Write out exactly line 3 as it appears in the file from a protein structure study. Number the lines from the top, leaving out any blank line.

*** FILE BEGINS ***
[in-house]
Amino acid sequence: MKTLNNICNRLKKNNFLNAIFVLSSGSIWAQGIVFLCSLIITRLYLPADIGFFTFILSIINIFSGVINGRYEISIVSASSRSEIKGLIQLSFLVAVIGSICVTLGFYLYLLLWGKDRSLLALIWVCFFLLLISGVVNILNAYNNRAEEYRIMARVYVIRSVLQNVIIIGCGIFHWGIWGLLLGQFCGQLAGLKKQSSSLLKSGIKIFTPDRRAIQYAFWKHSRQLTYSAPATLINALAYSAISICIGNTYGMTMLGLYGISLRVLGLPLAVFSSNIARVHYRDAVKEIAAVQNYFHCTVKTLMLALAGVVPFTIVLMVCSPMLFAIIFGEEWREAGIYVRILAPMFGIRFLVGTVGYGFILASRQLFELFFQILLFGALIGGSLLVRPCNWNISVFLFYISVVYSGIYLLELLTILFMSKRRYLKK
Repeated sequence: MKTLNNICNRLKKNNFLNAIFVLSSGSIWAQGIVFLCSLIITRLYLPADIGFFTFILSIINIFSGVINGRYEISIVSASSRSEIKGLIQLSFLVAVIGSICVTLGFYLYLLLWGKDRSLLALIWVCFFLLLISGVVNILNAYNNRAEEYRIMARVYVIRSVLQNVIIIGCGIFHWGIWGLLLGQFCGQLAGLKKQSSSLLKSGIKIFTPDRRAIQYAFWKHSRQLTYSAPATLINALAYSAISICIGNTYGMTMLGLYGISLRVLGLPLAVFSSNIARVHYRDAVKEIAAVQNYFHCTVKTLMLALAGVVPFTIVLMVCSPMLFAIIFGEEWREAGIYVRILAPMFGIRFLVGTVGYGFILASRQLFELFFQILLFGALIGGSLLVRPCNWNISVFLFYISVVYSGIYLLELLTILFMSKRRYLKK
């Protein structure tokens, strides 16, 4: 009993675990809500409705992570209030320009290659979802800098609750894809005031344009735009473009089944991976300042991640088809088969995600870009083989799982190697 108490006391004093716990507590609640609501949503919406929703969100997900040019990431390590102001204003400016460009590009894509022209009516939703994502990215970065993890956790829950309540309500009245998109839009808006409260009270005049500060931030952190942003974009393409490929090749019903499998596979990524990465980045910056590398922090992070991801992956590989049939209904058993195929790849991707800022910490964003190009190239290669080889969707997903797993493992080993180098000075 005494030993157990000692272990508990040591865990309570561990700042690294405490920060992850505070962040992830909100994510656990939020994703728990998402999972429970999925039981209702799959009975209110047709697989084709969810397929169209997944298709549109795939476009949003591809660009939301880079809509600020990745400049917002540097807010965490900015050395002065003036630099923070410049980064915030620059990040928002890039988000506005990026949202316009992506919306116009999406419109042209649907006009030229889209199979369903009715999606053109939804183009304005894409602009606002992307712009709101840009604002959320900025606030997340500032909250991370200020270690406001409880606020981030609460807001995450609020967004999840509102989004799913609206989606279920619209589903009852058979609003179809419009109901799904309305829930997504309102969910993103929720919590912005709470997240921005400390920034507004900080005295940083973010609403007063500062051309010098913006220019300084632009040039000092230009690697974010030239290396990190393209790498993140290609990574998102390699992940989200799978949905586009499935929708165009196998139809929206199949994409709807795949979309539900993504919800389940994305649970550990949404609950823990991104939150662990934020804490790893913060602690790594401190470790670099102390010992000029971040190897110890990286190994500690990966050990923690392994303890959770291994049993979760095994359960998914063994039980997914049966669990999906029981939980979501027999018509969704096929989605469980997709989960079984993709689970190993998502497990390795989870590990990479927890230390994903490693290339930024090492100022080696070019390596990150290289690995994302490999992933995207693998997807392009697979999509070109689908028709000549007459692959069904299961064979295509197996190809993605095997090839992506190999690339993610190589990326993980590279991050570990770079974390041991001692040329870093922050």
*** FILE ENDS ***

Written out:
Repeated sequence: MKTLNNICNRLKKNNFLNAIFVLSSGSIWAQGIVFLCSLIITRLYLPADIGFFTFILSIINIFSGVINGRYEISIVSASSRSEIKGLIQLSFLVAVIGSICVTLGFYLYLLLWGKDRSLLALIWVCFFLLLISGVVNILNAYNNRAEEYRIMARVYVIRSVLQNVIIIGCGIFHWGIWGLLLGQFCGQLAGLKKQSSSLLKSGIKIFTPDRRAIQYAFWKHSRQLTYSAPATLINALAYSAISICIGNTYGMTMLGLYGISLRVLGLPLAVFSSNIARVHYRDAVKEIAAVQNYFHCTVKTLMLALAGVVPFTIVLMVCSPMLFAIIFGEEWREAGIYVRILAPMFGIRFLVGTVGYGFILASRQLFELFFQILLFGALIGGSLLVRPCNWNISVFLFYISVVYSGIYLLELLTILFMSKRRYLKK